Premier Smith, Brett Wilson, MPs and ministers stand by recovery-oriented addiction strategy

Rebel News was very fortunate to once again be invited out to the Alberta Adolescent Recovery Centre's Stampede Breakfast by the facility’s executive director Dr. Dean Vause, who graciously shared about the work he and his colleagues have been doing to tackle addiction in the province.

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If you were happy and willing to leave a human being trapped in a vicious cycle of addiction with no hope of escape, or worse still if you were actively providing them with drugs, you would be considered an enabler… at best, and at worst you might be considered a bad person, a monster or worst of all a progressive.

Somehow, the left’s version of compassion under leaders like Prime Minister Justin Trudeau or BC Premier David Eby consists of letting people live in squalor, in dilapidated tent cities, and then legalizing and even providing free addictive deadly drugs and then calling them “safe”, almost as though keeping people struggling with addiction in that state is part of the plan.

Part of our western heritage, as we are celebrating the Stampede in Calgary, consists of taking care of our neighbours, even when things get tough. So Ottawa’s 'give them drugs and let them live in tents' approach doesn’t quite sit right with folks out west.

Fortunately, with a breath of fresh air in the form of common sense and genuine compassion, Alberta, under the leadership of Premier Danielle Smith, has rejected the woke approach to this issue and instead, as shocking it may sound, is putting in the work to help people recover from addiction and reclaim their lives.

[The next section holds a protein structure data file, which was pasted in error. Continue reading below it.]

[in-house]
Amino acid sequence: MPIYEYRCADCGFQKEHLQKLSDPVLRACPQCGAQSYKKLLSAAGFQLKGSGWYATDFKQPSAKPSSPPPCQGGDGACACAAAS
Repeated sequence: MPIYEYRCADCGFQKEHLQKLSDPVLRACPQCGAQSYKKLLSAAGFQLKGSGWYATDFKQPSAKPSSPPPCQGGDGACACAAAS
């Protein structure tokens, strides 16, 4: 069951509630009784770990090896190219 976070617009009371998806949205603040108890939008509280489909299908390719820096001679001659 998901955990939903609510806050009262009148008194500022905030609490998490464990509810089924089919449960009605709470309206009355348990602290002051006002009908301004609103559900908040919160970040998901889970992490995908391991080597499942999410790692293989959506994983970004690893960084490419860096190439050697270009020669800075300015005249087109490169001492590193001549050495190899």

Rebel News was very fortunate to once again be invited out to the Alberta Adolescent Recovery Centre's (AARC) Stampede Breakfast by the facility’s executive director Dr. Dean Vause, who graciously shared about the work he and his colleagues have been doing to tackle addiction in the province.

The AARC has been leading the charge when it comes to helping adolescents with the daunting task of overcoming addiction, and some of their practices are now being employed at large in the province for people of all ages.

We were joined by Alberta Premier Danielle Smith for an exclusive interview in which she discussed the continued success of the Alberta recovery model, in addition to speaking with Alberta’s Minister of Mental Health and Addiction Dan Willliams who has been largely responsible for implementing the recovery-oriented strategy.

We also had to opportunity to discuss the potential application of some of the successful efforts in Alberta on a federal stage with member of Parliament and critic for addictions Laila Goodridge and member of Parliament Stephanie Kusie.

Minister of Children and Family Services Searle Turton and MLA Grant Hunter also joined us to share their support for AARC and to affirm that compassionate recovery-oriented care is the only ethical option for government to pursue.

Brett Wilson, a long-time supporter of AARC, shared about why he believes that the work being done by facilities like AARC and being advocated for by the Alberta government are critical. Finally, and most importantly, Rebel News was honoured to speak with a graduate of AARC who overcame addiction as well as a mother whose son’s life was saved thanks to the availability of compassionate intervention.

People struggling with addiction, living in the streets and turning to crime don’t need free drugs, they need hope. A disordered society yields only more disorder, and in order to meaningfully tackle drug use and crime, we need to end the chaos in major cities.

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